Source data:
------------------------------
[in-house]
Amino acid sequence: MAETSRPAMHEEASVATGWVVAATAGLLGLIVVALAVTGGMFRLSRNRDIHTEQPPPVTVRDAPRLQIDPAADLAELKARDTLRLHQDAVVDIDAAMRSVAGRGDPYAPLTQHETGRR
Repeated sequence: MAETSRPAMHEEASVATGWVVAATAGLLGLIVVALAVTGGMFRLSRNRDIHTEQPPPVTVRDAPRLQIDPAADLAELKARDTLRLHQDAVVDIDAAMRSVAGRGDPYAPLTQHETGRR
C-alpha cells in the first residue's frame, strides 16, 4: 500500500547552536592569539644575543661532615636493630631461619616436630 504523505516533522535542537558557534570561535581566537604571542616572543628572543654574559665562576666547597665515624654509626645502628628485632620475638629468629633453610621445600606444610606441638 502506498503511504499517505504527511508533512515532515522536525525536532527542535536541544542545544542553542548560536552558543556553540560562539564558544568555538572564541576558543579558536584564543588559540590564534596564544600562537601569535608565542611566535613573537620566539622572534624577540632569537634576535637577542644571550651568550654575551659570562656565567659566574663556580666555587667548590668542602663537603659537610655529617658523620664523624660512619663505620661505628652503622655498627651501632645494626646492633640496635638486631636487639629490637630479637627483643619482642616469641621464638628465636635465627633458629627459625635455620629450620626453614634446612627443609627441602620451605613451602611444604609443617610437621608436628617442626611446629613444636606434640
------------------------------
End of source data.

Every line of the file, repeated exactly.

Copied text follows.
[in-house]
Amino acid sequence: MAETSRPAMHEEASVATGWVVAATAGLLGLIVVALAVTGGMFRLSRNRDIHTEQPPPVTVRDAPRLQIDPAADLAELKARDTLRLHQDAVVDIDAAMRSVAGRGDPYAPLTQHETGRR
Repeated sequence: MAETSRPAMHEEASVATGWVVAATAGLLGLIVVALAVTGGMFRLSRNRDIHTEQPPPVTVRDAPRLQIDPAADLAELKARDTLRLHQDAVVDIDAAMRSVAGRGDPYAPLTQHETGRR
C-alpha cells in the first residue's frame, strides 16, 4: 500500500547552536592569539644575543661532615636493630631461619616436630 504523505516533522535542537558557534570561535581566537604571542616572543628572543654574559665562576666547597665515624654509626645502628628485632620475638629468629633453610621445600606444610606441638 502506498503511504499517505504527511508533512515532515522536525525536532527542535536541544542545544542553542548560536552558543556553540560562539564558544568555538572564541576558543579558536584564543588559540590564534596564544600562537601569535608565542611566535613573537620566539622572534624577540632569537634576535637577542644571550651568550654575551659570562656565567659566574663556580666555587667548590668542602663537603659537610655529617658523620664523624660512619663505620661505628652503622655498627651501632645494626646492633640496635638486631636487639629490637630479637627483643619482642616469641621464638628465636635465627633458629627459625635455620629450620626453614634446612627443609627441602620451605613451602611444604609443617610437621608436628617442626611446629613444636606434640